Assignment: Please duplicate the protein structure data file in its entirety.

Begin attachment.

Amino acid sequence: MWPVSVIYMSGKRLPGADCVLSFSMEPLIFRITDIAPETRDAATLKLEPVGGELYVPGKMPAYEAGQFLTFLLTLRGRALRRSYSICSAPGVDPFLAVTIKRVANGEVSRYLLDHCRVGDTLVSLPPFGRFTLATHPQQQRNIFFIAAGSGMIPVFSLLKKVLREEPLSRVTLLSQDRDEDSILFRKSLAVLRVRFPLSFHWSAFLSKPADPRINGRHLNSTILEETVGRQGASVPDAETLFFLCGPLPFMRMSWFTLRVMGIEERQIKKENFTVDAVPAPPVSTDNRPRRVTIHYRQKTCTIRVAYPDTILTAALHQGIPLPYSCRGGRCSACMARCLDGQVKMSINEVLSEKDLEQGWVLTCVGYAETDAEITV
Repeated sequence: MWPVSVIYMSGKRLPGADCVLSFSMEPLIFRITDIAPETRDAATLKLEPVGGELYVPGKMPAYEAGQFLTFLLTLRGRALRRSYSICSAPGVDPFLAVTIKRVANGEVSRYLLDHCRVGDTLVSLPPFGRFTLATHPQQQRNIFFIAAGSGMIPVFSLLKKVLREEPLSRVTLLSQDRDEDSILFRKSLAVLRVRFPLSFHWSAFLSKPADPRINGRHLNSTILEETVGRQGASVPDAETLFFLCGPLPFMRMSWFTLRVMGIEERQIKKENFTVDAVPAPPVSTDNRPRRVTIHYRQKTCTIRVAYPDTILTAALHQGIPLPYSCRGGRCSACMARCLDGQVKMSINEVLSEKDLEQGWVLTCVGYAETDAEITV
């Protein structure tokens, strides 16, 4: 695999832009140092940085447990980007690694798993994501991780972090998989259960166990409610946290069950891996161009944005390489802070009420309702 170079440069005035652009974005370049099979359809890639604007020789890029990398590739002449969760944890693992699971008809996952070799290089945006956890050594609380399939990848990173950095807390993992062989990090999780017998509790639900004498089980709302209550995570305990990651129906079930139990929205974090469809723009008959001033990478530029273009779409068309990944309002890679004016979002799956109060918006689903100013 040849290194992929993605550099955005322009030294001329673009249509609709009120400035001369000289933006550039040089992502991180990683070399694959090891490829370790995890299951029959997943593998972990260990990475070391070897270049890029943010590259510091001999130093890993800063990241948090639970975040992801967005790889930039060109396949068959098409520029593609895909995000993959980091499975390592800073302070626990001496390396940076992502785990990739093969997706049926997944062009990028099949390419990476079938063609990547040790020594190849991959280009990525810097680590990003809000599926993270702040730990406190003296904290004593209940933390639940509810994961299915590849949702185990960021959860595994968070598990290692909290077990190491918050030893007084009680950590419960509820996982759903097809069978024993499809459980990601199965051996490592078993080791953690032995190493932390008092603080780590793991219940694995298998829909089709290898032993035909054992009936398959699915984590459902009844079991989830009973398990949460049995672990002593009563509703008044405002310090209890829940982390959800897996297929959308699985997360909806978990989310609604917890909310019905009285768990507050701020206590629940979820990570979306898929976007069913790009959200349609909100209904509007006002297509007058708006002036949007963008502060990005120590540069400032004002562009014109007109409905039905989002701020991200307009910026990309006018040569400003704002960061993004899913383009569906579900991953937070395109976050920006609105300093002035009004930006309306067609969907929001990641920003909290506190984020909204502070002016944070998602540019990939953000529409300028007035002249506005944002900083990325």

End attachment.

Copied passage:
Amino acid sequence: MWPVSVIYMSGKRLPGADCVLSFSMEPLIFRITDIAPETRDAATLKLEPVGGELYVPGKMPAYEAGQFLTFLLTLRGRALRRSYSICSAPGVDPFLAVTIKRVANGEVSRYLLDHCRVGDTLVSLPPFGRFTLATHPQQQRNIFFIAAGSGMIPVFSLLKKVLREEPLSRVTLLSQDRDEDSILFRKSLAVLRVRFPLSFHWSAFLSKPADPRINGRHLNSTILEETVGRQGASVPDAETLFFLCGPLPFMRMSWFTLRVMGIEERQIKKENFTVDAVPAPPVSTDNRPRRVTIHYRQKTCTIRVAYPDTILTAALHQGIPLPYSCRGGRCSACMARCLDGQVKMSINEVLSEKDLEQGWVLTCVGYAETDAEITV
Repeated sequence: MWPVSVIYMSGKRLPGADCVLSFSMEPLIFRITDIAPETRDAATLKLEPVGGELYVPGKMPAYEAGQFLTFLLTLRGRALRRSYSICSAPGVDPFLAVTIKRVANGEVSRYLLDHCRVGDTLVSLPPFGRFTLATHPQQQRNIFFIAAGSGMIPVFSLLKKVLREEPLSRVTLLSQDRDEDSILFRKSLAVLRVRFPLSFHWSAFLSKPADPRINGRHLNSTILEETVGRQGASVPDAETLFFLCGPLPFMRMSWFTLRVMGIEERQIKKENFTVDAVPAPPVSTDNRPRRVTIHYRQKTCTIRVAYPDTILTAALHQGIPLPYSCRGGRCSACMARCLDGQVKMSINEVLSEKDLEQGWVLTCVGYAETDAEITV
């Protein structure tokens, strides 16, 4: 695999832009140092940085447990980007690694798993994501991780972090998989259960166990409610946290069950891996161009944005390489802070009420309702 170079440069005035652009974005370049099979359809890639604007020789890029990398590739002449969760944890693992699971008809996952070799290089945006956890050594609380399939990848990173950095807390993992062989990090999780017998509790639900004498089980709302209550995570305990990651129906079930139990929205974090469809723009008959001033990478530029273009779409068309990944309002890679004016979002799956109060918006689903100013 040849290194992929993605550099955005322009030294001329673009249509609709009120400035001369000289933006550039040089992502991180990683070399694959090891490829370790995890299951029959997943593998972990260990990475070391070897270049890029943010590259510091001999130093890993800063990241948090639970975040992801967005790889930039060109396949068959098409520029593609895909995000993959980091499975390592800073302070626990001496390396940076992502785990990739093969997706049926997944062009990028099949390419990476079938063609990547040790020594190849991959280009990525810097680590990003809000599926993270702040730990406190003296904290004593209940933390639940509810994961299915590849949702185990960021959860595994968070598990290692909290077990190491918050030893007084009680950590419960509820996982759903097809069978024993499809459980990601199965051996490592078993080791953690032995190493932390008092603080780590793991219940694995298998829909089709290898032993035909054992009936398959699915984590459902009844079991989830009973398990949460049995672990002593009563509703008044405002310090209890829940982390959800897996297929959308699985997360909806978990989310609604917890909310019905009285768990507050701020206590629940979820990570979306898929976007069913790009959200349609909100209904509007006002297509007058708006002036949007963008502060990005120590540069400032004002562009014109007109409905039905989002701020991200307009910026990309006018040569400003704002960061993004899913383009569906579900991953937070395109976050920006609105300093002035009004930006309306067609969907929001990641920003909290506190984020909204502070002016944070998602540019990939953000529409300028007035002249506005944002900083990325």